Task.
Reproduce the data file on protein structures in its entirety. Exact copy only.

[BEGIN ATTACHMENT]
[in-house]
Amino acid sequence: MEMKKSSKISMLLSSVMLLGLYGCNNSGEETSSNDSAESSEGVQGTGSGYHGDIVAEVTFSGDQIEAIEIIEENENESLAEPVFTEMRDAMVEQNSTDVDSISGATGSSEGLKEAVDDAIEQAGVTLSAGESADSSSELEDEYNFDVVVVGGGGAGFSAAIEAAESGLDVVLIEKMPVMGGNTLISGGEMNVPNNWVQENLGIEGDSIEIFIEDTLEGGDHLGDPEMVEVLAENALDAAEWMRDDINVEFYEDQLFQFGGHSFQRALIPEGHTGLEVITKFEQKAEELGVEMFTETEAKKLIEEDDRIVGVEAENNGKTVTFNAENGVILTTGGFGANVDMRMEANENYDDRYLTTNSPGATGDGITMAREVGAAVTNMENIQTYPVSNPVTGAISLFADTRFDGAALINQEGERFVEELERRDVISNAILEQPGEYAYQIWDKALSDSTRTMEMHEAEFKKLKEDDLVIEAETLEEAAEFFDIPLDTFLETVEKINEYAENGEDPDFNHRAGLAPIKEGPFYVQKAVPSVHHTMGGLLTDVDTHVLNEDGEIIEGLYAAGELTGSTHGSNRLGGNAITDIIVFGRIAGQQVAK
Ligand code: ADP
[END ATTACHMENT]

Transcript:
[in-house]
Amino acid sequence: MEMKKSSKISMLLSSVMLLGLYGCNNSGEETSSNDSAESSEGVQGTGSGYHGDIVAEVTFSGDQIEAIEIIEENENESLAEPVFTEMRDAMVEQNSTDVDSISGATGSSEGLKEAVDDAIEQAGVTLSAGESADSSSELEDEYNFDVVVVGGGGAGFSAAIEAAESGLDVVLIEKMPVMGGNTLISGGEMNVPNNWVQENLGIEGDSIEIFIEDTLEGGDHLGDPEMVEVLAENALDAAEWMRDDINVEFYEDQLFQFGGHSFQRALIPEGHTGLEVITKFEQKAEELGVEMFTETEAKKLIEEDDRIVGVEAENNGKTVTFNAENGVILTTGGFGANVDMRMEANENYDDRYLTTNSPGATGDGITMAREVGAAVTNMENIQTYPVSNPVTGAISLFADTRFDGAALINQEGERFVEELERRDVISNAILEQPGEYAYQIWDKALSDSTRTMEMHEAEFKKLKEDDLVIEAETLEEAAEFFDIPLDTFLETVEKINEYAENGEDPDFNHRAGLAPIKEGPFYVQKAVPSVHHTMGGLLTDVDTHVLNEDGEIIEGLYAAGELTGSTHGSNRLGGNAITDIIVFGRIAGQQVAK
Ligand code: ADP